9 Unwritten Rules of the Playground
Nobody ever tells you the Rules of the Playground. I’m not talking about “No littering” or “No loitering after dusk, teenagers!” Not the kinds of rules you might actually find posted in a public park.
I mean the unspoken code among parents that governs everything that occurs on surfaces made of asphalt, sponge turf or wood chips. A trip to the playground is like having a playdate with whoever shows up. Unless everyone agrees to a few ground rules, things can quickly devolve into a shrunken simulation of the Stanford Prison Experiment.
I’ve decided to take it upon myself to write down these implied rules, as best as I understand them. Granted, there may be a bit of wishful thinking thrown in. Here goes:
1. Everything you bring is communal property.
It’s not just polite to share, it’s the only practical way to do things. I’m not going to check every toy my kid picks up to make sure it belongs to us. I’m also not going to shout at them, “Don’t touch that dump truck until we track down its owner and ask permission!” You brought it, you share it. If it’s not being used, my kids and I are going to assume it’s up for grabs. The same goes for the junk we brought. When my kids get bored with it five seconds into our trip, it’s all yours. Enjoy.
2. It’s your responsibility to round up all your toys when you leave.
Yes, my kids played with your toys, but they’re your toys, so when you’re ready to leave, good luck finding them.
If you don’t like having to round up a hundred things, don’t bring a hundred things. Kids really don’t need that much stuff anyway. How many hands do your kids have? Mine have two. That’s two toys each, and maybe a ball for their feet. If they get bored with those, then thankfully, they’re at a park so there’s a good chance they can find something else to do.
And don’t be a dick if some kid is playing with your stuff when you’re leaving. Bend over and say, “Hey, thanks for taking such good care of our lobster sand mold. It’s time for us to go now, so we need to pack that in our stroller. Do you want to play with that shovel over there instead?” When the kid turns to look, grab the lobster and make a break for it.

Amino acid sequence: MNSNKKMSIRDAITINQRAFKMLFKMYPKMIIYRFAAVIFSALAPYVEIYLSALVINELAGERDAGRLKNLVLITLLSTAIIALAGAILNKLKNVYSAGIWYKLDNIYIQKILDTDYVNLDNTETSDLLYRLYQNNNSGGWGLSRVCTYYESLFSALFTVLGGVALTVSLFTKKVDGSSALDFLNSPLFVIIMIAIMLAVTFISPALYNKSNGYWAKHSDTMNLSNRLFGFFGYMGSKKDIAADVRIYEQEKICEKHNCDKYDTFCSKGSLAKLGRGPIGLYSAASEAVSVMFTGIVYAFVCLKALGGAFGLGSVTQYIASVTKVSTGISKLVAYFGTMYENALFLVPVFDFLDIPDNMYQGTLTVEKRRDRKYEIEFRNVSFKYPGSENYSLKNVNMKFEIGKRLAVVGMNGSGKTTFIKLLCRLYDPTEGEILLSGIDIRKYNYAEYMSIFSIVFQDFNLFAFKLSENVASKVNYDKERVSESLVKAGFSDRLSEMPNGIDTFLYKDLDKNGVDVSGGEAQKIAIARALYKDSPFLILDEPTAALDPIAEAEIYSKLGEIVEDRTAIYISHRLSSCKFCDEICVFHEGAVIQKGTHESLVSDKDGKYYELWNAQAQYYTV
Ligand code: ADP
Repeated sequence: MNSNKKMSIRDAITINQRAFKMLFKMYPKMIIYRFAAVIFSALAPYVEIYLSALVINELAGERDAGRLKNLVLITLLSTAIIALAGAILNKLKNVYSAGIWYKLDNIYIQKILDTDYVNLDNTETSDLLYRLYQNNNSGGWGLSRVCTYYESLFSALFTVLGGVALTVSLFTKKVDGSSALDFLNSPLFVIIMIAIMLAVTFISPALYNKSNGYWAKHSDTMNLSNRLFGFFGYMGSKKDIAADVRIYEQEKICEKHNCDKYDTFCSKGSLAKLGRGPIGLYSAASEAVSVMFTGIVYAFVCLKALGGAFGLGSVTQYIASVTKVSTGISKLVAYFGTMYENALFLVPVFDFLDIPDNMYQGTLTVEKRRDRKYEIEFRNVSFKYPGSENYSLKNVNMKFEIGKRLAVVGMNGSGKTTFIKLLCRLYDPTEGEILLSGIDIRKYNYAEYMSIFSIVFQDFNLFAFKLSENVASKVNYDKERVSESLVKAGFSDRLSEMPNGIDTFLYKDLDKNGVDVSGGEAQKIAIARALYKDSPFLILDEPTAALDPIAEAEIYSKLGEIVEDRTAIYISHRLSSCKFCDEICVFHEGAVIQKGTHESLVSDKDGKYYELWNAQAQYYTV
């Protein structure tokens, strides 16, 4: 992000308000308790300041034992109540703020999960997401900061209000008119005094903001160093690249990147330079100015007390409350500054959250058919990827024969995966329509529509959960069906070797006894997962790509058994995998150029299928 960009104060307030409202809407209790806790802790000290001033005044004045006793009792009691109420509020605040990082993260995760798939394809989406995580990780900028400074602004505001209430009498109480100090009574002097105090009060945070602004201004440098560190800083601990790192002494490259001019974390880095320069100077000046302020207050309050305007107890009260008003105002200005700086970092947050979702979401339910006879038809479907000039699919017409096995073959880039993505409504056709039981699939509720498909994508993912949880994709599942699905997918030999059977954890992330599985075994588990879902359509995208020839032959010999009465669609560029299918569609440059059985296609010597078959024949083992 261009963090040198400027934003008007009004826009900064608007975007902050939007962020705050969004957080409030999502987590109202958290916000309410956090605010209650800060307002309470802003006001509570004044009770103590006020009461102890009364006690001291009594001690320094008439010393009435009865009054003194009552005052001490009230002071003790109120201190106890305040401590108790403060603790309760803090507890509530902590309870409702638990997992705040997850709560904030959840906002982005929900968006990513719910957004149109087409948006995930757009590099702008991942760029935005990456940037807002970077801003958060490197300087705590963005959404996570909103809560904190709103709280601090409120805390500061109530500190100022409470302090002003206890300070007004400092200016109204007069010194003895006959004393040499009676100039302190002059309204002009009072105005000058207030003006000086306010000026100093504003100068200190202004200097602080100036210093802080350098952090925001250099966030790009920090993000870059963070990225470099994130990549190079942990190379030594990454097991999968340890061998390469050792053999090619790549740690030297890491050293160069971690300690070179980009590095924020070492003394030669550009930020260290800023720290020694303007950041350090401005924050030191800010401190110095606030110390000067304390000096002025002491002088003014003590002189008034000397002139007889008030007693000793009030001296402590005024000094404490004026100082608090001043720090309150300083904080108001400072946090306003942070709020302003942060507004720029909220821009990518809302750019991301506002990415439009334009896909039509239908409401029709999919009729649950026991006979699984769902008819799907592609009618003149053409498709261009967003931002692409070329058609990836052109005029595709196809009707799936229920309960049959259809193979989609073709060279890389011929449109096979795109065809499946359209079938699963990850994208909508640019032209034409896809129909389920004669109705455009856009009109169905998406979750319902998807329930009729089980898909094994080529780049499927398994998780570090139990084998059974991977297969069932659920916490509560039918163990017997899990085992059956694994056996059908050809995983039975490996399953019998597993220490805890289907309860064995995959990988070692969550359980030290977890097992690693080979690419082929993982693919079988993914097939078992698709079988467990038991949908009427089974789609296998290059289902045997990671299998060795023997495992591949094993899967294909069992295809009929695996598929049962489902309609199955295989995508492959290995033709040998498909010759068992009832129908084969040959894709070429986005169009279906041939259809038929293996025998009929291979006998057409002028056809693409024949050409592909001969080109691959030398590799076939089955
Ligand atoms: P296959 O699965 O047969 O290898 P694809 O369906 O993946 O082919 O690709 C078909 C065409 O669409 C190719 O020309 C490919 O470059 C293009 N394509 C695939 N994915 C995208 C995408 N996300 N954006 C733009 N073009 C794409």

3. If you bring it, label it.
You know that bucket of sand toys you got at Target for $3.99? Yeah, we all have that exact same set, and it gets confusing. Put your initials or your kid’s name on it so we know whose is whose. Think of it like branding cattle. Come up with a family logo if you want. Have a blast.
4. If you can’t bear to share it, leave it at home.
Some parents and kids think their toys are exempt from the communal property rule. “But it’s Madison’s special Pocahontas doll — it’s like her daughter!” Sure, I get it, but try explaining that to my two-year-old. There’s nothing I hate more than when my kid throws a fit because they want to play with some other kid’s toy. I don’t want them playing with that toy anyway. I brought them to the park so they could run around and get some exercise.
Other than sand toys or things that can only be enjoyed at the park, I suggest you don’t bring any toys from home. I don’t get why some parents let their kids bring their favorite Princess Jasmine or Lightning McQueen thingamajig to the park. It’s a park. The park is the toy.
If your kid brings her entire Disney Princess collection, then suddenly my kids don’t want to go on the slide or play hide and seek. They want to sit on their tushies and play with a bunch of crap they could’ve played with at home. If your kid won’t share, that just adds insult to injury. Now I have a kid who isn’t getting any exercise and who’s screaming her head off because she can’t play with your kid’s lousy toy. Screw you.
5. If you can’t bear to lose it, then definitely leave it at home.
Last winter, a woman came up to me as we were leaving an indoor playground. “We can’t find the purple car,” she said. “The one she was playing with.” She pointed to my daughter. I already had the kids’ shoes on, and they were zipped up in their coats and most importantly, I’m not the idiot who brought a bunch of toys to a room full of toys. (Toys which we were paying to play with, no less.) I took a quick, half-assed look around for the stupid car, but honestly, I really didn’t care if she never saw it again. I know, she and her kid were very courteous about sharing with my daughter, but like I said, if you bring it, it’s your responsibility. Take a look around. It’ll turn up. Or not. Screw you.
When I go to the park, I bring a couple of plastic buckets and shovels, and maybe a playground ball. Grand total: less than $10. Even in this economy, I can afford to take that kind of hit. If something breaks or someone walks off with one of our toys by mistake, I can easily replace it. This is another reason not to bring your kid’s favorite thing.